'Whole of government approach' needed to solve housing crisis

Both the Fine Gael and Fianna Fáil parliamentary party meetings heard calls for TDs to buy-in to housing policies
'Whole of government approach' needed to solve housing crisis

The Tánaiste has told his party not to point the finger of blame for the housing crisis at Fianna Fáil. Picture: Dan Linehan

The government parties are continuing to come under pressure to intervene in the growing housing crisis, with the leaders of both Fianna Fáil and Fine Gael telling their parliamentary party meetings that a "whole of government approach" is needed to remedy the housing situation.

Pressure has mounted in recent days after a number of instances of international investment funds buying the bulk of homes in new-build housing estates were reported. 

It has been claimed in the Dáil that this is prominent on a national scale, with funds eyeing up new estates in Cork, Limerick, Waterford, and Galway, as well as recent instances reported in Kildare and Dublin.

The Tánaiste has told his party not to point the finger of blame for the housing crisis at Fianna Fáil.

Speaking at a private meeting of the Fine Gael parliamentary party on Wednesday night, Leo Varadkar said that he "wasn't comfortable" with the narrative that the parties were not aligned on the "shared challenge".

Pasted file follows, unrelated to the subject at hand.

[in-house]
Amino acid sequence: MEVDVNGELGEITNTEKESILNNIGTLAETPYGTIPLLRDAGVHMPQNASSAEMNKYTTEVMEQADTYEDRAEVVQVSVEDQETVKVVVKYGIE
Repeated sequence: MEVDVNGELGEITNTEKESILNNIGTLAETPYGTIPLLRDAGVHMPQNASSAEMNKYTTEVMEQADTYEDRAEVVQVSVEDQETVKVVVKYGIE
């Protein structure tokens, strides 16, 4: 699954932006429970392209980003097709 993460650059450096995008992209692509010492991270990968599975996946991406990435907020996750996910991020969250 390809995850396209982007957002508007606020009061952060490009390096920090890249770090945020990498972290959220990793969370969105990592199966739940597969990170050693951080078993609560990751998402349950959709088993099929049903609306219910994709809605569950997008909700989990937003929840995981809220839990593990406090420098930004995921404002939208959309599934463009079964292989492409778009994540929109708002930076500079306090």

He said colleagues should promote the fact that homelessness is down 40% on its peak in interviews.

Pointing to the declining rates of homeownership, Mr Varadkar said that it amounted to a "breach of the social contract" that younger people did not feel buying a home was in reach.

The Tánaiste also said he did not like the narrative in the media that Fine Gael blames Fianna Fáil and vice-versa for the crisis and the parties must work together on solutions.

Likewise, the Taoiseach said the Government's housing plans have substance and delivery. From his research, Sinn Féin has opposed around 5000 houses in Dublin, he added.

The Taoiseach said: “We don’t have the luxury of opposing everything and sloganeering. If we are serious we need to facilitate and drive on with supply.”

Micheál Martin told his TDs that housing has to be treated as a whole of government issue like the Covid-19 and Brexit crises.

"All hands on deck," he said.

Marc MacSharry called on the Taoiseach to declare "a housing emergency" and said that the party needed a real, radical approach to the housing emergency. 

Declaring a national housing emergency would enable the minister for housing, under the Planning Act, to overrule or the “cumbersome planning process”.

Mr MacSharry told his party colleagues that Fianna Fáil's housing policies are "Fine Gael light" and "window dressing". 

Patrick O’Donovan attacked the Green Party and claimed their TDs are "upset" when Fine Gael TDs stand up for their constituents.

Separately, Mr Varadkar also said that it "may be possible" to offer every adult who wants a vaccine their first dose by the end of next month, but said that it was too soon to be certain. 

He said that on shifts where he has be volunteering as a vaccinator, he would be able to do twice as many vaccinations if the supply was there, which means that as supply grows, the country could feasibly do 350,000 vaccines a week.

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